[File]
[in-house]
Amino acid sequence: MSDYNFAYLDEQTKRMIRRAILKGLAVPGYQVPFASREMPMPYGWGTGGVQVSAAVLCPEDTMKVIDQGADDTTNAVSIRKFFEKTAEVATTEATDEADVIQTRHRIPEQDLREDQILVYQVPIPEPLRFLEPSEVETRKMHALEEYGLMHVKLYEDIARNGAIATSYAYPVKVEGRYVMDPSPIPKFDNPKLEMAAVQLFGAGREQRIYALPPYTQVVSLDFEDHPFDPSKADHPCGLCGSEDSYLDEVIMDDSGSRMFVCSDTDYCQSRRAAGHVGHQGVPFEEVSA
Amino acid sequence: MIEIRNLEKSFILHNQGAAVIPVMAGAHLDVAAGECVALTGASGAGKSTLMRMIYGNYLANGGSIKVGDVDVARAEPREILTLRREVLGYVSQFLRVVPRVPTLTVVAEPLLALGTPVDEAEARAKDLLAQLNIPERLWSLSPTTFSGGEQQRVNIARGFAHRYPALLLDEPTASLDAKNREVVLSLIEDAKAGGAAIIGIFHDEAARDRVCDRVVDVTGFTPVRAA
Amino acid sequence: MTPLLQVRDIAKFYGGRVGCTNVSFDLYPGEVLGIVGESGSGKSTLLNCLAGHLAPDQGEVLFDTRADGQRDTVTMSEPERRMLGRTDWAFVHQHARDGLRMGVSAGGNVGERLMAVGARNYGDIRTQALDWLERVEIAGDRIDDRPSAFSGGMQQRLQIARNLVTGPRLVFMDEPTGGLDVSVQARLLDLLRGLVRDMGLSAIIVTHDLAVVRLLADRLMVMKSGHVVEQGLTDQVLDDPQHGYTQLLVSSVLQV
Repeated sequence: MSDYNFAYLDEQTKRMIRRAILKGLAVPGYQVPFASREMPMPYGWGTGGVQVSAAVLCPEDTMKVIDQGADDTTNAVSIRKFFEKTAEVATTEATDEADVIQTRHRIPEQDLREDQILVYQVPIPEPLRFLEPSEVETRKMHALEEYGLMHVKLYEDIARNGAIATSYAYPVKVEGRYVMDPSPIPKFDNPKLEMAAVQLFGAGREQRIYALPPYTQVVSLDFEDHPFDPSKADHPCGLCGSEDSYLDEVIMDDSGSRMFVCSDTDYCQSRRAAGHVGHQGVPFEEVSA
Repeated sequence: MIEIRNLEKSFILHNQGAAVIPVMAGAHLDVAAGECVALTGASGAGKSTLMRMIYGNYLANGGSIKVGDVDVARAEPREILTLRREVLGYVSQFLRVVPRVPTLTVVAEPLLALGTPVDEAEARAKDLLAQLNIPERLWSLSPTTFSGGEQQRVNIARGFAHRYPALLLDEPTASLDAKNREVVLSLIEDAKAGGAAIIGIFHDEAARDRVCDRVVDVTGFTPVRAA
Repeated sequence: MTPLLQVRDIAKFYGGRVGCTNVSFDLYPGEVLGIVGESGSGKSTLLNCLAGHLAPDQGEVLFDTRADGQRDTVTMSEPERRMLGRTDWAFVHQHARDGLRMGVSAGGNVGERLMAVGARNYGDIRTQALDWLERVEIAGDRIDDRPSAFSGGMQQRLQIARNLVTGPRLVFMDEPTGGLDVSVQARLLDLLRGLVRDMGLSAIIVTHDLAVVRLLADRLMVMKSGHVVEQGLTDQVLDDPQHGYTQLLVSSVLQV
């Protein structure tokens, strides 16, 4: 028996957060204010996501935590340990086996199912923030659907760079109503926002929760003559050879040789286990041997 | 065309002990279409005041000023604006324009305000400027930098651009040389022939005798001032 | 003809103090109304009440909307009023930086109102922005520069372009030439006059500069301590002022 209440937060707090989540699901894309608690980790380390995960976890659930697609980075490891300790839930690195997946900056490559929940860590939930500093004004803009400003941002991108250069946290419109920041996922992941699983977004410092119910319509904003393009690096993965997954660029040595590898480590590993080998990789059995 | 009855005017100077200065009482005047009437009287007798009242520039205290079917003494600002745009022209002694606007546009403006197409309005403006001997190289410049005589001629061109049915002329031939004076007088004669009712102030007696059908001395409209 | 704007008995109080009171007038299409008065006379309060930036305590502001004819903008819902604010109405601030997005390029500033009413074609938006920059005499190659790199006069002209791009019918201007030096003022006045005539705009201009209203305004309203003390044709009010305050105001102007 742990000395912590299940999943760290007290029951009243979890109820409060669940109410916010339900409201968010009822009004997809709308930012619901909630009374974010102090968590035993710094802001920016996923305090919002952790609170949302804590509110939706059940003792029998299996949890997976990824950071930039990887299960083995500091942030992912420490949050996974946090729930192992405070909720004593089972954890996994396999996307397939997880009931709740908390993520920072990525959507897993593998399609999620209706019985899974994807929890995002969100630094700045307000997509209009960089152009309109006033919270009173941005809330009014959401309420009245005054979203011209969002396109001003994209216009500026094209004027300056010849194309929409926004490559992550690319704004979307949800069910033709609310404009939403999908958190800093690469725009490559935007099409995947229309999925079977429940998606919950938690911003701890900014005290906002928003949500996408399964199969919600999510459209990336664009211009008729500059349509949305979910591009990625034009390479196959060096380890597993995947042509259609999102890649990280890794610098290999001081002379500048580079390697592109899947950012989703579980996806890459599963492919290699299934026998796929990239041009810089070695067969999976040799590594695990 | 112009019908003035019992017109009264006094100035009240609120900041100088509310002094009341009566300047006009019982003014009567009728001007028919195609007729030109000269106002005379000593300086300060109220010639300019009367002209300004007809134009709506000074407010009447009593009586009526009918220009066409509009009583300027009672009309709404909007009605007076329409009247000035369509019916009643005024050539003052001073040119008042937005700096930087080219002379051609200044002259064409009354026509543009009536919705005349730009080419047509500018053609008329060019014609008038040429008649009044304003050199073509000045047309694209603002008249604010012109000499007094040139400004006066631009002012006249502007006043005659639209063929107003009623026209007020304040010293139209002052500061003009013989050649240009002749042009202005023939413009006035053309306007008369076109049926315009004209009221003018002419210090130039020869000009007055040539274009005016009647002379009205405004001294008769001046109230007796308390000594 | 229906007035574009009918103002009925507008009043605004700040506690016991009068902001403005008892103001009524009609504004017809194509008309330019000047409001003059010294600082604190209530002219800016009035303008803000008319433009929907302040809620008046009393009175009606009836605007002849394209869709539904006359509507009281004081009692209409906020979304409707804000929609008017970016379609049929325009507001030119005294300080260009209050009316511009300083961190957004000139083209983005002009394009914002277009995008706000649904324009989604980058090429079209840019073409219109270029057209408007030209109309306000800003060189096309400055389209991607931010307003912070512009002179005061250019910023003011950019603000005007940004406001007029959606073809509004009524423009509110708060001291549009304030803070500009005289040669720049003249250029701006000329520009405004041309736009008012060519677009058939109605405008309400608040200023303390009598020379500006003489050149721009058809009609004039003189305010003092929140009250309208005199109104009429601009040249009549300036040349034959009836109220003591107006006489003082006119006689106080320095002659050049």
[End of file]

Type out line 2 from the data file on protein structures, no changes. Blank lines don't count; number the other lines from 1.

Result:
Amino acid sequence: MSDYNFAYLDEQTKRMIRRAILKGLAVPGYQVPFASREMPMPYGWGTGGVQVSAAVLCPEDTMKVIDQGADDTTNAVSIRKFFEKTAEVATTEATDEADVIQTRHRIPEQDLREDQILVYQVPIPEPLRFLEPSEVETRKMHALEEYGLMHVKLYEDIARNGAIATSYAYPVKVEGRYVMDPSPIPKFDNPKLEMAAVQLFGAGREQRIYALPPYTQVVSLDFEDHPFDPSKADHPCGLCGSEDSYLDEVIMDDSGSRMFVCSDTDYCQSRRAAGHVGHQGVPFEEVSA